The year of Hong’s great revelation (1842), was the same year that China lost the first opium war giving over Hong Kong to the British Empire along with a vast expansion of drug flows into the impoverished and drug addicted nation. Opium imports skyrocketed to 3200 metric tons per year by 1850 with every province of China soon forced to grow opium to service the ever-growing demand. What was not produced within China was supplied from British controlled operations in India, and the Ottoman Empire.

The Chinese messiah managed to institute a new government called the Taiping Heavenly Kingdom which soon gained control of one third of China’s southern territory making Nanjing its capital by 1851. Its program attracted over 30 million adherents to Hong’s particular brand of Christianity among the impoverished peasants quickly became converts under this synthetic cult. Part of the attraction was found in the Taiping Kingdom’s policy of equal distribution of all property and no private possessions.

Hong’s cousin and partner in crime was an anglophile trained by the British in Hong Kong name Hung Jen-kan. When Jen-kan returned to Taiping headquarters in Nanjing in 1859 he wrote:

“At present England is the mightiest nation of the world, owing to its superior laws. The English are noted for their intellectual power and national strength, are proud by nature and averse to being subordinate.”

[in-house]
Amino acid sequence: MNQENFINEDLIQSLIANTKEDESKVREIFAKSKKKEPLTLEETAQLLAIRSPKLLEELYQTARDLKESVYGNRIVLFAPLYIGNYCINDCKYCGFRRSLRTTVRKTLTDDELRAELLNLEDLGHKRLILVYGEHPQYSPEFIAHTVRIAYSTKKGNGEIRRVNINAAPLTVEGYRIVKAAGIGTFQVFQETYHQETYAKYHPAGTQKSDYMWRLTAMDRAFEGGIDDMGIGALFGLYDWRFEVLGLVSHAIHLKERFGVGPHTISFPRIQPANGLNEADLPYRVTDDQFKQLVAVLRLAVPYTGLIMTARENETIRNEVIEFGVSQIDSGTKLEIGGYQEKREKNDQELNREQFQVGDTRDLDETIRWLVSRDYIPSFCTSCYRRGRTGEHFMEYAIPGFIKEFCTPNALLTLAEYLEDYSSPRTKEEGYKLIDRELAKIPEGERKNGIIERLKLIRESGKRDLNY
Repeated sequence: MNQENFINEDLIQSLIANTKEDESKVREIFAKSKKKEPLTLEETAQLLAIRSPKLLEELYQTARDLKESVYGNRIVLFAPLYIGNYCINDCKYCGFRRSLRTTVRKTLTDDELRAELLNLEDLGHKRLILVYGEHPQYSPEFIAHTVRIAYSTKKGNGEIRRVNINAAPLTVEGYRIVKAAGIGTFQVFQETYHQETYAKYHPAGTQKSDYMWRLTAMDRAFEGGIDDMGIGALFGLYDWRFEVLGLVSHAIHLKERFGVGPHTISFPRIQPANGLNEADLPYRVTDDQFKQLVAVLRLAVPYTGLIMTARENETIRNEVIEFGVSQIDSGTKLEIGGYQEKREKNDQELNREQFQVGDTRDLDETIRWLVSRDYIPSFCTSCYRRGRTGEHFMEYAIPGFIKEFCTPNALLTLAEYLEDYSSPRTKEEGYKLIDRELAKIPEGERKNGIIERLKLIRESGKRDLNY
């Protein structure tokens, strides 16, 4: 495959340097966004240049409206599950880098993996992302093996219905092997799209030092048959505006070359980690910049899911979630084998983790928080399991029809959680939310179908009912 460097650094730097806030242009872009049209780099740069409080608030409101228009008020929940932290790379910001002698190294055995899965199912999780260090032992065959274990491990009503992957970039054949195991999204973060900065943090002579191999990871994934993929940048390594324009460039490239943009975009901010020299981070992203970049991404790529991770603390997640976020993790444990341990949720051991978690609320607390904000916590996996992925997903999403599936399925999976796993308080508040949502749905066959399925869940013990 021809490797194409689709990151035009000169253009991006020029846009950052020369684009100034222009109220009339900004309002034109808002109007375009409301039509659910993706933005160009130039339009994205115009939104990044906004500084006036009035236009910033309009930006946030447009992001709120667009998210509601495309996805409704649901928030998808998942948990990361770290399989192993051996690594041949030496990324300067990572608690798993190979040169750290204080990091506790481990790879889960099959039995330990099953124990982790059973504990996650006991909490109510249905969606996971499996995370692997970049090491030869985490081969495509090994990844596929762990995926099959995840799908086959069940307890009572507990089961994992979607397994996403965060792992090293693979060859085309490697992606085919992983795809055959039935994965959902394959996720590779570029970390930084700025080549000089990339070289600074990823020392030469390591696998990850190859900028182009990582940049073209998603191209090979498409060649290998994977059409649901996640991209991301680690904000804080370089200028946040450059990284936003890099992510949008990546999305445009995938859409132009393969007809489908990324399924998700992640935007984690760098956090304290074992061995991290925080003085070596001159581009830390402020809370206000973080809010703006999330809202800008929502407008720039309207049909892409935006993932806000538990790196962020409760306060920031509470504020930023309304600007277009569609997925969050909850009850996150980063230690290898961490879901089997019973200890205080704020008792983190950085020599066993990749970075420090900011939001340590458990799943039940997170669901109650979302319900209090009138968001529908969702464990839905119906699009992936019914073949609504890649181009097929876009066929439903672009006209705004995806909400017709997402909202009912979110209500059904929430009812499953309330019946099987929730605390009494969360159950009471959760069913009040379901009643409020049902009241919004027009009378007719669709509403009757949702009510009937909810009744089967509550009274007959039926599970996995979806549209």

Noted historian Michael Billington cited letters which Caleb Cushing’s agent, and protestant missionary in China, W.A.P. Martin had written to his handler amidst the chaos of the rebellion saying: “The Tartars [Qing] dynasty, too far gone in senility to afford any encouraging prospect of reformation, will now, perhaps, consider the expediency of recognizing its youthful rival [the Taiping] which, catching the spirit of the age, may be prevailed upon toe unlock the treasures of the interior and throw open its portals to unrestricted trade… Divide and conquer is the stratagem to be employed in storming the citadels of oriental exclusiveness”.

It is important to hold in mind that Cushing was a leading figure among the Boston Brahmins who made fortunes working with the British in the global opium trade and were always antagonistic to the spirit of the U.S. Constitution itself. Cushing and his fellow Brahmins had been hard at work by this time preparing the groundwork for a parallel Civil War in the USA while the Taiping Heavenly Kingdom were still active in the east.